The chair shuffler is gone.
When history looks back on the tenure of Carly Fiorina as the CEO of Hewlett-Packard, the conclusion will likely be that she was a charismatic personality who tried to compensate for the lack of a consistent vision through a lot of acquisitions and management changes.
Corporate reorganization has been the dominant constant in the past five and a half years at HP. First came the attempted buyout of PriceWaterhouseCoopers for $18 billion in 2000, in an attempt to better compete with IBM. High-end consulting services—that was the thing that would boost HP's profits. IBM later grabbed the company for about a third of the price.
Then came the Compaq Computer acquisition of 2001 to 2002. The deal would allow HP to gain heft and better compete with Dell. It would also let HP compete in the lower end of the services market, which HP execs said was actually more attractive than the high-end market they attempted to enter only a year before.
Even at the start of the long acquisition process, HP couldn't resolve the contradictions. Months before the merger was announced, HP executives said buying a PC maker wasn't a good idea. When the Compaq deal was unveiled, HP said Compaq really wasn't a PC maker, though half of the company's revenue came from PC servers and desktops.
When HP passed Dell in PCs because of the merger, HP trumpeted that it had brought competitiveness back to the marketplace. When Dell surpassed HP and the gap grew, HP claimed that it wasn't really interested in being No. 1 in PCs, anyway. The margins were too low.
Along the way, a painful pattern began to emerge. HP would have a terrible quarter, missing earnings because of a shortfall in one division or another. Fiorina would then vow that heads would roll. Some executives—voluntarily and involuntarily—such as Howard Elias, Mary McDowell and Jeff Clarke, would then depart while the company reorganized into new divisions.
Two to three quarters of recovering revenues and profits would return. HP executives and some analysts would declare that the turnaround had begun.
Then a dismal quarter would follow. Layoffs and reorganizations would be announced while a new way to gain higher margins (industrial printing, patent licensing, enterprise servers, a good No. 2 to IBM, a good number No. 2 to Dell), would be announced. It was like hearing the reading of the same MBA class project over and over.
There was a cultural dimension to Fiorina's often rocky tenure as well. To paraphrase Rudyard Kipling, she showed how East Coast was East Coast and West Coast was West Coast, and never the twain shall meet.
Fiorina came from Lucent Technologies, the AT&T spinoff. Not only was AT&T a giant, but it was the last bastion of feudalism in the Northern Hemisphere. (Ironically, Fiorina majored in medieval history.) The company ran on a rigid hierarchy. Competitive battles were won through financial heft and strength, and a lot of energy was dedicated toward internal company battles.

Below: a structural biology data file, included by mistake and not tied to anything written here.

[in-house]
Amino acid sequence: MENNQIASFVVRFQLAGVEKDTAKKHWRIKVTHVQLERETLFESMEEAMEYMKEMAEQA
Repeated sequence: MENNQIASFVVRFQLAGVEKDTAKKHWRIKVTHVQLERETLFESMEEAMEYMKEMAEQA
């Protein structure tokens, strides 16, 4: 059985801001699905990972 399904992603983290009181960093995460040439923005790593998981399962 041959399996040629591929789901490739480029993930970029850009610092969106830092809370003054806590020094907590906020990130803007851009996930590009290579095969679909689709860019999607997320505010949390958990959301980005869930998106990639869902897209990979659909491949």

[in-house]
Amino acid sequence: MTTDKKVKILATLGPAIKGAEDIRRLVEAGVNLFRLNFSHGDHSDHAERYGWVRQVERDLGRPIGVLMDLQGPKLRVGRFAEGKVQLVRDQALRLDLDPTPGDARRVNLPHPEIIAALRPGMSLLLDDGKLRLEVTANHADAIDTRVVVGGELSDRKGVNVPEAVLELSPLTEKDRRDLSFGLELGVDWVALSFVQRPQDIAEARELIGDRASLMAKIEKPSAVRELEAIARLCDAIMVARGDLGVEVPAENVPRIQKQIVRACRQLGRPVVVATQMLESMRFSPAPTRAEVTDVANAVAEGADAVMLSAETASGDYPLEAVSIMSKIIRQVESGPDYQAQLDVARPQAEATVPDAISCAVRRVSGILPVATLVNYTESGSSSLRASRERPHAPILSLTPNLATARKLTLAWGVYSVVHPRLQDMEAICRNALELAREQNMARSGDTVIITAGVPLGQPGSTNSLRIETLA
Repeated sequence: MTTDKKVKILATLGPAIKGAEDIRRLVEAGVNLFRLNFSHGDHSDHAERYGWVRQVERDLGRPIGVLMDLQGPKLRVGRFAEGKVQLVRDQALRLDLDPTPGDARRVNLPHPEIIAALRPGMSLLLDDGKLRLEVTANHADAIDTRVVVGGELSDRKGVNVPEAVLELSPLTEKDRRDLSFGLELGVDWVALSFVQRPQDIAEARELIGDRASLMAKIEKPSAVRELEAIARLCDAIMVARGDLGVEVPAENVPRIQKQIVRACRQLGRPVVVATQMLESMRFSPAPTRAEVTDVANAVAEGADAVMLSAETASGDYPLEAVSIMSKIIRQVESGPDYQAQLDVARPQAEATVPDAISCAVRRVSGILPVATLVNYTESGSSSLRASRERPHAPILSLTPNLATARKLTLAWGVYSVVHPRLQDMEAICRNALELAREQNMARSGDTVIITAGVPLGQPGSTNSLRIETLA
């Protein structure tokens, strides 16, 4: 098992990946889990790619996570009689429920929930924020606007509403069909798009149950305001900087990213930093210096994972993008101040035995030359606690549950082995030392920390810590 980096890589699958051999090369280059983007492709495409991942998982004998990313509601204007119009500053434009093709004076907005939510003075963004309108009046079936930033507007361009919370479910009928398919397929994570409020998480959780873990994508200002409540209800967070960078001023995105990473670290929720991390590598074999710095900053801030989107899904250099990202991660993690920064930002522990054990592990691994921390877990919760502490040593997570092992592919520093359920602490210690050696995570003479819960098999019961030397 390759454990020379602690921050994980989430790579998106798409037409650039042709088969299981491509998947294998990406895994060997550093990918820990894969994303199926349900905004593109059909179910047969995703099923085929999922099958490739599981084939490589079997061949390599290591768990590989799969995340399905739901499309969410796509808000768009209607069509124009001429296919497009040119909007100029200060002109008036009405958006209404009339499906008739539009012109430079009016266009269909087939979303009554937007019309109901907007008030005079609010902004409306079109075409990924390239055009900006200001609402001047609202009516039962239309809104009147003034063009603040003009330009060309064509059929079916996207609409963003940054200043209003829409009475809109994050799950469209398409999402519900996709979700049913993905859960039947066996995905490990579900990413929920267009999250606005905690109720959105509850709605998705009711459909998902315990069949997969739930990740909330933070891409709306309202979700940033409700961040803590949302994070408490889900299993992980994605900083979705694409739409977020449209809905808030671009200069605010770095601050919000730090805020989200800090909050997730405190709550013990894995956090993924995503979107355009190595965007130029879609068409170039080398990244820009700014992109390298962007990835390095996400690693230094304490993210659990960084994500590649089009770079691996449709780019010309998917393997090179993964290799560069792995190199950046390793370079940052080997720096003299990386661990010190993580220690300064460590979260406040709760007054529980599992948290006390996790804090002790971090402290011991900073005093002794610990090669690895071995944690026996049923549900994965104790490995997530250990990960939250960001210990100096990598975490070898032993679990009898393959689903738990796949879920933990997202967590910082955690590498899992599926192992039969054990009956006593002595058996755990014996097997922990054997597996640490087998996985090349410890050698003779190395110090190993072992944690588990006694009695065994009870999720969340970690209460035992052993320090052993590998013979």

By contrast, the HP of the time seemed to be run from the bottom up. The founders used to eat in the cafeteria. Engineers were continually reminded about their importance to the company. The complaint heard most from executives and analysts was that HP moved slowly because decisions were made by consensus.
So when HP started increasing the number of corporate jets, and rumors surfaced about how Fiorina traveled with a security detail and hairdressers, conflicts between management and the rest of the company began to emerge. And the lack of consistent performance certainly wasn't going to silence the grumbling.
I obtained an insight into Fiorina's management style on the November 2002 day former Compaq CEO Michael Capellas resigned. We all sat at a small, circular table. We asked Capellas why he resigned. "I can answer that," she said, speaking for him.
On the other hand, HP could have been a lot worse off. Without the Compaq acquisition, HP wouldn't have the server market share it has now. Fiorina had to have something to do with the fact that it went much smoother than most other acquisitions.
She also had to balance the insistence of Wall Street and the public that HP distinguish itself from competitors with the painful reality that somebody has to be No. 2. For five and a half years, she kept the company from getting too depressed about that fact.
Fiorina also brought a celebrity quality to HP. She could carry an audience in keynote speeches and was always a great person to interview, although she was occasionally vague. "Before Fiorina, HP was two steps ahead of Burroughs," said one executive this morning, referring to the faded business machines giant.
Finding a new CEO is never easy, either. At about the same time that Fiorina became HP's CEO, Gateway had put its future in Jeff Weitzen's hands. Then again, Hector Ruiz turned Advanced Micro Devices from being a one-man show with a history of hiccups into a consistent performer.
In further analysis, Fiorina's record will have to stand on tangible accomplishments, not on whether she helped HP avoid potentially bigger problems that never occurred. And the tangible record is somewhat sparse.